Although the tooth enamel is the toughest substance in the human body and contains the most minerals, it can wear down over time when exposed to food particles, debris, sugar, acid, saliva, and bacteria. While it’s important to brush, floss, and see your dentist regularly, it’s also important to avoid foods that are high in sugar and acid.

The bacteria, acid, and food combine to form plaque, which is a think sticky layer that contains thousands of bacteria. When the sugar in foods reacts with plaque, acid is produced, which can further dissolve the enamel and cause tooth decay.

While children can’t avoid unhealthy foods completely, it’s advisable to minimize their consumption. Here are some foods that are bad for your child’s teeth:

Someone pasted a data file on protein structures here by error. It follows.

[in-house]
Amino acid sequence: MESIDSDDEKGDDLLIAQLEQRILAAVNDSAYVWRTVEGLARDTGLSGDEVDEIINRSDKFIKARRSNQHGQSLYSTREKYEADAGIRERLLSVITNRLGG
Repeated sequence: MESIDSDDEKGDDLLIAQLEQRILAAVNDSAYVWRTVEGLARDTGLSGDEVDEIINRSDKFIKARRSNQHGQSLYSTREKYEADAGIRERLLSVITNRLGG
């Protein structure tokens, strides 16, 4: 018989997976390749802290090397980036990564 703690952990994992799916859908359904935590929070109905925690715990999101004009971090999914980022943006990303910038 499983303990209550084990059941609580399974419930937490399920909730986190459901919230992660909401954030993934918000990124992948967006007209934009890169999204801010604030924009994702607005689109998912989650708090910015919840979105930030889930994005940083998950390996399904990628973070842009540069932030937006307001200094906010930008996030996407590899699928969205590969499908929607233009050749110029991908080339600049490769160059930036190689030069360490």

#1 Sticky Candy

Although no candy is good for your child’s teeth, sticky candy like gummy bears, taffy, caramel, or sour candy is particularly bad because it is chewy and sticks to the teeth. Even after brushing and flossing, bits of sticky candy can remain in hard-to-reach areas of the mouth.

If your child is craving sticky candy, then offer them raisins. Studies suggest that they contain five phytochemicals, plant antioxidants including oleanolic acids, which help fight the growth of bacteria responsible for cavities and gum disease.

However, keep in mind, that while raisins are a healthier alternative to sticky candy, they still contain high levels of sugar and stick to teeth, and should be consumed in moderation.

#2 Potato Chips

Children love potato chips because they taste good and are crunchy. The crunch in chips adds a sensory quality to them. Unfortunately, most of these flavours are designed in laboratories to trigger our brains into consuming. Chips are also high in starch and can cause the production of acid and sugar in the mouth.